Magentic bacteria-, live in ponds and marshes, one strain may prove useful as a toxic chemical sensor, align with earths magnetic field, being magnetic helped them swim away from oxygen, reorient quickly, can get back to where the oxygen is lower, develop strain that makes them magnetic when toxins
What are soap lake scrubbers?
Soap lake scrubbers-the lake is a dead end, only evaporation carries stuff out so its very salty, created scores of cool microorganisms
What do R genes do?
The r genes are recognizing different effectors, that cell has to figure out that the pathogen is out there, over time different r genes have coevolved with the effectors
R gene codes for something that recognizes the receptor and marks cell for cell death
What are opines?
Opines are modified amino acids. Serve as C and N sources for agrobacteria
What are oncogenes?
Oncogenes encode enzymes necessary for hormone biosynthesis.
Will one gene do the trick?
So have to have an R gene for everything, can have multiple r genes
What is avr
Avr is recognized by the R gene
Avirulent because if it gets recognized it cannot mount a response
What is hypersensitive response?
Hypersenstive response is when cells die
What is the gene for gene hypothesis?
Gene for Gene-pathogens enter the plant through a wound, proteins and other molecules are released, r-gene products bbind to certain molecules from pathogens, binding activates R gene product and triggerts protective hypersensitive response, if no R and avr gene products are absent plant dies from disease
Do different alleles occur in different frequencies?
What is type IV?
Type IV-delivery system how the T DNA gets
What is NEF?
Another important viral protein, Nef, acts in the cytoplasm to prevent the cell from dying or being killed by other components of the immune system.
Nef inhibits apoptosis in various ways.
Nef also prevents the presentation of MHC epitopes.
Nef activates expression of FasL, which induces apoptosis in cytotoxic T cells that express Fas, and which may otherwise act to kill infected cells.
Nef down-regulates the expression of CD4, which prevents the cell from binding other ligands.
Nef in all these ways prolongs the life of an infected cell.
Prevents the cell from signaling help
What is tat?
The viral protein Tat is needed for elongation to proceed full-length.
What are neutrophils
Neutrophils are also phagocytic.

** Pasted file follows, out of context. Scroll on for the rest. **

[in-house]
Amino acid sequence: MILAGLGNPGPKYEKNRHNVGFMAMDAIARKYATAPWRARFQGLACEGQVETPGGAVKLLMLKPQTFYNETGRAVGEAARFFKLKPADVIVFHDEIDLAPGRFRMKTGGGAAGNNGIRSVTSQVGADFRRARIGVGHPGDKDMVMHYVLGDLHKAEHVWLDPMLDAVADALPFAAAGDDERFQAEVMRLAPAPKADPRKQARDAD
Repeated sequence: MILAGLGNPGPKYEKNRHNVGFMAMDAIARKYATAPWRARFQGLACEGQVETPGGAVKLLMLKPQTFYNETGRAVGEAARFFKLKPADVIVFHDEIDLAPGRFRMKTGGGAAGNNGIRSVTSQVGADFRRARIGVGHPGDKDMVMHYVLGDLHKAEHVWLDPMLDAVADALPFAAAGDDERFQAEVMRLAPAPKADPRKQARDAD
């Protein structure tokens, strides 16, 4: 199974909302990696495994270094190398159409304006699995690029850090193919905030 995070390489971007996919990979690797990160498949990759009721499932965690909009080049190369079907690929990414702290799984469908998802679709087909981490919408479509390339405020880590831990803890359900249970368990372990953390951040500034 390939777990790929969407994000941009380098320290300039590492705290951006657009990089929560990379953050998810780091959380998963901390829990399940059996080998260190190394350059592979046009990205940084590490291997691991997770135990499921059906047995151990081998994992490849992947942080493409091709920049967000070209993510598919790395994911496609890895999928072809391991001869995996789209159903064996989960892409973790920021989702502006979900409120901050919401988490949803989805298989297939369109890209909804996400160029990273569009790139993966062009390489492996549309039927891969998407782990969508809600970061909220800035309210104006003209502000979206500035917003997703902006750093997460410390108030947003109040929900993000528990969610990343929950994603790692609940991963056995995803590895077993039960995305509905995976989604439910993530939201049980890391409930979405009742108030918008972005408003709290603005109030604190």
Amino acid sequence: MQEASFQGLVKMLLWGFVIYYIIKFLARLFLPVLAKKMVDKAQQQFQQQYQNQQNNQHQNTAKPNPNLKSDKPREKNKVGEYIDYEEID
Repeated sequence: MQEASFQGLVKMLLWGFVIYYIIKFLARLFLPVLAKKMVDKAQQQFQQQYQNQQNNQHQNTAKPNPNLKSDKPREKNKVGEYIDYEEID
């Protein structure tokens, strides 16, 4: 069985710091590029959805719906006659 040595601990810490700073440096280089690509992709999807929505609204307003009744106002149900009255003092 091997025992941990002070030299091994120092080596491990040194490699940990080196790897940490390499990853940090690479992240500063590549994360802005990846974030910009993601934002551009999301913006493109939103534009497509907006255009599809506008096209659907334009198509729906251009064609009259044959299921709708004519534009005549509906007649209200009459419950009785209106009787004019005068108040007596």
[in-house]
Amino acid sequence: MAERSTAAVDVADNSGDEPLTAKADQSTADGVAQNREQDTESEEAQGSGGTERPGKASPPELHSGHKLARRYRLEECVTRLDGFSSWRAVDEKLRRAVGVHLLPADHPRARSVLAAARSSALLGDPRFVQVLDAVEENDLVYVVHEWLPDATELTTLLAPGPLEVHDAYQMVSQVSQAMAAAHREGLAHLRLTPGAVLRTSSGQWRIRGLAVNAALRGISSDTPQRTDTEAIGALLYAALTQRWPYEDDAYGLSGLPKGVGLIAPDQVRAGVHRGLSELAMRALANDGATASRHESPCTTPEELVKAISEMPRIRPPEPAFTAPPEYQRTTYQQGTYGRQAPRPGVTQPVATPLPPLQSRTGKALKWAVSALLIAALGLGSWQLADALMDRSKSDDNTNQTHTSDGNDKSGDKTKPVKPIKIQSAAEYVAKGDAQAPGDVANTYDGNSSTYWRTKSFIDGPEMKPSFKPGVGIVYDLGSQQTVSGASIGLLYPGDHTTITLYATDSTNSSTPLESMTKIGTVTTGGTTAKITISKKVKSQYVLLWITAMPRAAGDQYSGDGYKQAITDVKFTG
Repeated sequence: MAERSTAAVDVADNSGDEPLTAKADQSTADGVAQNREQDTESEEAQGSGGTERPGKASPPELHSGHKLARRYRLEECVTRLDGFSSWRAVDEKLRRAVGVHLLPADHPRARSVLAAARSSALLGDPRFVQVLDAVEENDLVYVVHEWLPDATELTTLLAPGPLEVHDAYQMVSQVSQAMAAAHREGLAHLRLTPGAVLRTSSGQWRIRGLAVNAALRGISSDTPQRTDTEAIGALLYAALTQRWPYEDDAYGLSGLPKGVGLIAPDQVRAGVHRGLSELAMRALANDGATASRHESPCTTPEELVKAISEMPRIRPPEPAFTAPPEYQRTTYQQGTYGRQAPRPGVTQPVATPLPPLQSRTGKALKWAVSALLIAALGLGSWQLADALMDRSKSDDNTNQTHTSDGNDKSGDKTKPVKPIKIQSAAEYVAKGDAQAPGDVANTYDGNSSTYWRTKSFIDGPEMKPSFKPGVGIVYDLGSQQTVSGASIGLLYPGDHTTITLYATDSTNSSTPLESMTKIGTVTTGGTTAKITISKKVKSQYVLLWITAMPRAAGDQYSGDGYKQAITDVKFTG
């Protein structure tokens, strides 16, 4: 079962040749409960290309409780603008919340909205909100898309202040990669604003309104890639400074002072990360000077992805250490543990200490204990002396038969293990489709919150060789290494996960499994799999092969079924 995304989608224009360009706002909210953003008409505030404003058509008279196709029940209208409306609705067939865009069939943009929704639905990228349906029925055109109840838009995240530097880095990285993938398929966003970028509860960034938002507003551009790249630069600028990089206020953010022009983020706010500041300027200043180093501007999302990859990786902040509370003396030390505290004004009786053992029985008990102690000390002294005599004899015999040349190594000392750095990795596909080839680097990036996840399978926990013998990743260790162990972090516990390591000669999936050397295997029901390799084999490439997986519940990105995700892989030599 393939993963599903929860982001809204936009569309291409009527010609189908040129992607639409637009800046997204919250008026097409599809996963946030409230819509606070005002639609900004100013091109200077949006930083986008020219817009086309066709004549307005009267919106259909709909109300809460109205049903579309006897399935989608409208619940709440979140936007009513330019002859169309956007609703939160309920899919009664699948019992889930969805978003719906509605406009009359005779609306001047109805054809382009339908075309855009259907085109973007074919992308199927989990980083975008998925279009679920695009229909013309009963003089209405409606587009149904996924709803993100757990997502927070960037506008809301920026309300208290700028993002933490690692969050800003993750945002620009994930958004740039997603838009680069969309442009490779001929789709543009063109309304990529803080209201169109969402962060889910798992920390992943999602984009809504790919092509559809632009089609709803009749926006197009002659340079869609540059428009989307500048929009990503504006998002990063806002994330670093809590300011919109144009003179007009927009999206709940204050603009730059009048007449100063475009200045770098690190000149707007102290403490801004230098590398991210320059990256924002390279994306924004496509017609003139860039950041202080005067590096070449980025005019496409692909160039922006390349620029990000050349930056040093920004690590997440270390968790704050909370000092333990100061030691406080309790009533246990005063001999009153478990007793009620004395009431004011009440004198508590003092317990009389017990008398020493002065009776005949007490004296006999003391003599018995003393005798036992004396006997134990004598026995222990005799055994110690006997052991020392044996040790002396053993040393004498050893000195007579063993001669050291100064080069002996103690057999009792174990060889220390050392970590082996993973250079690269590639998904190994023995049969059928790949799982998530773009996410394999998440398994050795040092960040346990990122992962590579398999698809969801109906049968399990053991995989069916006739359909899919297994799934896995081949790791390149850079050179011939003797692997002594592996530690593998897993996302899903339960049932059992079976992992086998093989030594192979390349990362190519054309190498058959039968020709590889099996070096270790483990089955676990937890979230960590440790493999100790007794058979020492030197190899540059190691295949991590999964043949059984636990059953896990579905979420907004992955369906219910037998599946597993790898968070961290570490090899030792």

What does NEF do to FasL
ok, here nef is killing cytotoxic cells
to protect ther other infected cells from being destroyed, it activates FasL, which is a gene
and that gene codes for the apoptotic process, this is cytotoxic cells
What happens if there is no r gene?
A no R gene the PAMP only allows it to do a few things
What does the complement system do?
The complement system is an ancient protein cascade that works in parallel to antibody responses.
Complement proteins also cause blood vessels to leak (i.e., swelling) and inflammatory response.
The complement system builds a complex that ultimately punctures the cell wall and membranes of bacteria.
What do B cells do?
B cells sit at the top of one line fo defense
B cells secrete antibodiesw into blood and lymph to target extracellular antigens
B cells differntiate to produce one specific antibody
When a B cell encounters its target it replicates into many large plasma cells
What are plasma cells?
Plasma cells are simply factories for producing massive amounts of identical antibodies and releasing them into the blood and lymph
What do blood platelets do?
Blood platelets stimulate blood clotting and immune responses.
Whats up with manure products?
Manure Products-cow manure into building material, diugestor which captures methane gas uses for elcrticity, liquid is by product for crop irrigation and sterile fiber for animal bedding, made it into fiber board, unique solution
Whats up with waterborne illness?
Water borne illness-don’t drink water may not be enough, exposed in ways you may not suspect, ice, vegetables washed in water, wash hands and drink bottled water
Tap water travels through pipes, pipes lined with biofilms, potentially harmful bacteria can grow in the biofilms, rarely break free, suppressed immune systems might be at risk
Whats up with the tan oak?
Race to save the tan oak, pacific coast killed by fungus, can be protected, hitch hiked from rotary grown, trying to prevent from going to the east
What is this ancient herbal secret?
Ancient herbal secret-german naturalist, plants on Indonesian island, did they actually work? Atun tree nut for diarrhea, look at bacteria associated with diarhhea, strong antimicrobial affect, also effective against staphorius